# Lecture 13: Regression Analyses

```Regression Analysis
World Bank Data: 2013
Infant
Births
Mortality
per
Country
(per 1000) Woman
20.4
2.5
Haiti
64.5
3.8
Japan
2.8
1.3
Bosnia
7.6
1.2
Hungary
7.4
1.3
Romania
17.7
1.3
Kuwait
9.9
2.3
Turkey
19.5
2.2
Eritrea
55.1
4.9
Sudan
62.0
4.9
United States
6.8
2.1
New Zealand
5.4
2
Botswana
33.6
3
Congo, Dem. Rep.
115.8
6.4
Ethiopia
68.9
5.1
Guinea
92.6
5.6
Country
Malawi
Nigeria
Zambia
Peru
Chile
India
Indonesia
Myanmar
Kazakhstan
Armenia
Belgium
Germany
Luxembourg
Spain
Tonga
Jamaica
Infant
Births
Mortality
per
(per 1000) Woman
77.3
6
95.9
5.7
75.0
6.2
21.8
2.7
8.1
2
56.1
2.8
31.5
2.3
55.3
2.2
30.9
2.3
21.0
1.7
4.0
1.8
3.9
1.4
3.1
1.6
4.7
1.3
15.1
4.1
18.8
2.5
There are 2 variables:
• Infant mortality rate (per 1000)
• Births per woman
Which is the independent and which is dependent?
Dependent = Infant mortality rate (per 1000)
Independent = Births per woman
or
Independent = Infant mortality rate (per 1000)
Dependent = Births per woman
It depends on how you frame your research question.
If your hypothesis is how infant mortality influences the
number of births per woman, then:
Independent = Infant mortality rate (per 1000)
Dependent = Births per woman
The key here is that your research is attempting to determine
whether increased infant mortality is forcing families to have
more children.
Conversely, framing your research question differently results
in different variable assignments.
If your hypothesis is how the number of births per woman
influences infant mortality, then:
Dependent = Infant mortality rate (per 1000)
Independent = Births per woman
The key here is that your research is attempting to determine
whether having more children results in higher levels of infant
mortality.
The null hypothesis for the F test is that the proportion of
variation in y explained by x is zero. Therefore:
Ho : r2 = 0
H a : r2 ≠ 0
The null hypothesis for the t test is that the slope of the
regression line is not zero. Therefore:
Ho : β = 0
Ha : β ≠ 0
The F statistic measures the probability that the independent
variable(s) in the model are correlated with the dependent
variable beyond what could be explained by pure chance (due
random sampling error).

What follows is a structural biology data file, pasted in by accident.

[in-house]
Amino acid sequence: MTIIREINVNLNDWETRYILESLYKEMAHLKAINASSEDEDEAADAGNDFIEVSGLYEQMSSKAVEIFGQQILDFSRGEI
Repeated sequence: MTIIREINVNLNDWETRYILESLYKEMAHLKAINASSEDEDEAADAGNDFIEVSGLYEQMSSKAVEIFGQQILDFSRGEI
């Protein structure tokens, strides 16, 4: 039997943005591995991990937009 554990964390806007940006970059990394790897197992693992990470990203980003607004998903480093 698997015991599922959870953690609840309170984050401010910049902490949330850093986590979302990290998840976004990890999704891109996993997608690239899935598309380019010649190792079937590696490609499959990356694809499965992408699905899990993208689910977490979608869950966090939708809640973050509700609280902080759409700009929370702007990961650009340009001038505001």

Null hypothesis for the F test:
Ho : There is no association between infant mortality and the
number of births per woman.
Ha : There is an association between infant mortality and the
number of births per woman.
The t statistic measures the probability that the slope of the bet
fit line is not zero. In other words, that there is no linear
relationship between the variables. The Null hypothesis for the t
test:
Ho : There is no positive relationship between infant mortality
rates and the number of births per woman.
Ha : There is no positive relationship between infant mortality
rates and the number of births per woman.
Also, be sure to state the direction of the relationship in your
summary statement.
Note that the scatterplot are mirror images of each other,
depending on how you assign the variables.
This will change the slope of the regression line, but the
relationship between the variables will remain the same.
Information that remains consistent
Dependent = Births per woman
Independent = Infant mortality rate
Dependent = Infant mortality rate
Independent = Births per woman
Model Summary
Model Summary
Model
R
R Square
1
.899a
Std. Error of
Square
the Estimate
.808
.7459
.801
Model
R
1
.899a
R Square
a. Predictors: (Constant), BirthPerWoman
ANOVAa
ANOVAa
1
Sum of
Mean
Squares
df
Regression
70.071
1
Residual
16.690
30
Total
86.761
31
Square
F
Sig.
Regression
.556
1
6193.722
30
32198.187
31
Residual
Total
b. Predictors: (Constant), BirthPerWoman
Coefficientsa
Coefficientsa
1
(Constant)
InfMort
1.396
.047
Standardized
Coefficients
Beta
.196
.004
a. Dependent Variable: BirthPerWoman(10yravg)
Model
t
7.138
.899
11.22
Sig.
.000
.000
1
(Constant)
BirthPerWoman
a. Dependent Variable: InfMort
14.3686
Mean
F
Sig.
Square
1
b. Predictors: (Constant), InfMort
Coefficients
B
Std. Error
df
26004.465
a. Dependent Variable: InfMort
Unstandardized
the Estimate
.801
Squares
.000b
a. Dependent Variable: BirthPerWoman
Model
Square
Sum of
Model
70.071 125.956
Std. Error of
.808
a. Predictors: (Constant), InfMort
Model
26004.465 125.956
.000b
206.457
Unstandardized
Standardized
Coefficients
B
Std. Error
Coefficients
Beta
-17.486
5.303
17.313
1.543
.899
t
Sig.
-3.29
.003
11.22
.000
Information that changes
Dependent = Births per woman
Independent = Infant mortality rate
Dependent = Infant mortality rate
Independent = Births per woman
Model Summary
Model Summary
Model
R
R Square
1
.899a
Std. Error of
Square
the Estimate
.808
.7459
.801
Model
R
1
.899a
R Square
a. Predictors: (Constant), BirthPerWoman
ANOVAa
ANOVAa
1
Sum of
Mean
Squares
df
Regression
70.071
1
Residual
16.690
30
Total
86.761
31
Square
F
Sig.
Regression
.556
1
6193.722
30
32198.187
31
Residual
Total
b. Predictors: (Constant), BirthPerWoman
Coefficientsa
Coefficientsa
1
(Constant)